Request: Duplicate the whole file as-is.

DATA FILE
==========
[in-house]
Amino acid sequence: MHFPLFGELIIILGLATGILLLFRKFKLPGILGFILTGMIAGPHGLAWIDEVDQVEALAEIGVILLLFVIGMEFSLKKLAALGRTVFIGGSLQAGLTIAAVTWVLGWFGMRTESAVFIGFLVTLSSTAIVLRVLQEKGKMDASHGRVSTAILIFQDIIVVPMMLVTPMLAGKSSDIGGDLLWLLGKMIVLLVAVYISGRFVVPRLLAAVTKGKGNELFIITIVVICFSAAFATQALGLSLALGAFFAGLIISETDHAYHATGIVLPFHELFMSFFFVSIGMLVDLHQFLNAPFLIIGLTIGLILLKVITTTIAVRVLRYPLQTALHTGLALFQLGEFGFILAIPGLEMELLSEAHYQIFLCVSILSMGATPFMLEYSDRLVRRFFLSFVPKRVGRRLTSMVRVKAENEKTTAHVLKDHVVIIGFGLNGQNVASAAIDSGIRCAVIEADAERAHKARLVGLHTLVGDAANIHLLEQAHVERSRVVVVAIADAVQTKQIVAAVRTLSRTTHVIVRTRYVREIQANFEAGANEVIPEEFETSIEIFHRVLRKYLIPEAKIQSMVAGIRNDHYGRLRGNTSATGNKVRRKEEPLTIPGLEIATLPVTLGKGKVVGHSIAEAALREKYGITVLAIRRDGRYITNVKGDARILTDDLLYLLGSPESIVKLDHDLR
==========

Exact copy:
[in-house]
Amino acid sequence: MHFPLFGELIIILGLATGILLLFRKFKLPGILGFILTGMIAGPHGLAWIDEVDQVEALAEIGVILLLFVIGMEFSLKKLAALGRTVFIGGSLQAGLTIAAVTWVLGWFGMRTESAVFIGFLVTLSSTAIVLRVLQEKGKMDASHGRVSTAILIFQDIIVVPMMLVTPMLAGKSSDIGGDLLWLLGKMIVLLVAVYISGRFVVPRLLAAVTKGKGNELFIITIVVICFSAAFATQALGLSLALGAFFAGLIISETDHAYHATGIVLPFHELFMSFFFVSIGMLVDLHQFLNAPFLIIGLTIGLILLKVITTTIAVRVLRYPLQTALHTGLALFQLGEFGFILAIPGLEMELLSEAHYQIFLCVSILSMGATPFMLEYSDRLVRRFFLSFVPKRVGRRLTSMVRVKAENEKTTAHVLKDHVVIIGFGLNGQNVASAAIDSGIRCAVIEADAERAHKARLVGLHTLVGDAANIHLLEQAHVERSRVVVVAIADAVQTKQIVAAVRTLSRTTHVIVRTRYVREIQANFEAGANEVIPEEFETSIEIFHRVLRKYLIPEAKIQSMVAGIRNDHYGRLRGNTSATGNKVRRKEEPLTIPGLEIATLPVTLGKGKVVGHSIAEAALREKYGITVLAIRRDGRYITNVKGDARILTDDLLYLLGSPESIVKLDHDLR